Fleeing the violence of Pancho Villa’s revolution, a widow finds refuge with a unit of female freedom fighters known as soldaderas… only to discover her estranged sister among them

“El Gato Feo” (The Ugly Cat), directed by Daniel Fabelo, is a captivating short Western drama that immerses viewers in the tumultuous era of Pancho Villa’s revolution. The film follows a widow fleeing the violence of the Mexican Revolution who finds unexpected refuge with a unit of female freedom fighters, known as soldaderas. Amidst the struggle for survival and justice, she encounters her estranged sister among the ranks of these courageous women, setting the stage for a dramatic and emotional reunion.

Inspired by his own family’s history and the incredible bravery of the soldaderas, Fabelo crafts a narrative that merges the gritty realism of the American Western with the rich historical context of the Mexican Revolution. “El Gato Feo” not only brings to life the legendary strength and resilience of these women but also aims to reflect modern struggles along the Rio Grande. By highlighting the often-overlooked contributions of soldaderas, Fabelo hopes to inspire and reconnect Latine youth with their heritage, presenting characters that resonate with both historical significance and contemporary relevance.

What inspired you to create “El Gato Feo” and focus on the story of Mexican soldaderas?

First and foremost, I am drawn to female driven stories that challenge modern conceptions of femininity and masculinity. Furthermore, I would love to see a new type of Latina action heroine. One in which they are not necessarily romantic foils or pawns within larger, played out tropes. When searching for historical examples of this, I discovered the soldaderas. They embody the complex and compelling type of characters I’d love to see more of in the world. I was inspired by their diverse reasons for fighting in the war as well as their courage. Many were still teenagers, others wives and mothers, witnesses to death and destruction all around them. These women have been memorialized in Spanish corridos [songs], often depicted as either sexualized heroines or common maids for the soldiers. However, the reality of what these women witnessed and accomplished is more commensurate with mythical warriors than simple stewards. As author Elena Poniatowska writes, “Without the soldaderas, there is no Mexican Revolution — they kept it alive and fertile like the earth.”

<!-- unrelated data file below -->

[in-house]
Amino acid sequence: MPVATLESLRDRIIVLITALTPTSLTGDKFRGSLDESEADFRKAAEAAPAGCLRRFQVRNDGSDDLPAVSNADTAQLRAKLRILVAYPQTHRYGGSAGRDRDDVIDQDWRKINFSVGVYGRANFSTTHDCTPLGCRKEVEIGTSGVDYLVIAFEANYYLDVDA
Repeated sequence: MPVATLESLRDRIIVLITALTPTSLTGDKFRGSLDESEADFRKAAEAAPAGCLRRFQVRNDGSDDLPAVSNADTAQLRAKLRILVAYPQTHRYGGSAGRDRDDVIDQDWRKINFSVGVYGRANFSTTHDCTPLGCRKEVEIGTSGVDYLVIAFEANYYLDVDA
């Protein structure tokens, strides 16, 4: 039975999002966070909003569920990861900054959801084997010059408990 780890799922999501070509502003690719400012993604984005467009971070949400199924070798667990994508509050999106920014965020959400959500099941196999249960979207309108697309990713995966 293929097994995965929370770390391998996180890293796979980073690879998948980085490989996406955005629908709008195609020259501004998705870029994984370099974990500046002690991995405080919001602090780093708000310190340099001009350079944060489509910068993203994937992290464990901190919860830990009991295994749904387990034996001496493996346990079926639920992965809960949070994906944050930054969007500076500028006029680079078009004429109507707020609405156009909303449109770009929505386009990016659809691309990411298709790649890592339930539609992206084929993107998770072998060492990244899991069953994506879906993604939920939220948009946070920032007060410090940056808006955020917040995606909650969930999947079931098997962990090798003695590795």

How has your own family’s history in Mexico and Texas influenced the narrative and characters in the film?

My own passion for these characters comes from several significant sources including my love of sweeping, western myths, the admiration for all the important women in my life, and my Latino heritage. I am a Texas-born, half Cuban, half Puerto Rican from Austin, Texas. My nephew is a 7th generation Texan, his mother’s Mexican ancestors having founded Victoria, Texas in 1824. Researching his family’s past has, in part, led me down this path. In addition, the themes of the film center around family, revolution and the costs of war. All of these feel relevant today with mass migrations around the world, as well as the wars in Ukraine and Gaza. But, I am also the son of a political refugee. The pain and heartbreak of leaving home is a theme I am familiar with and wish to explore in my work.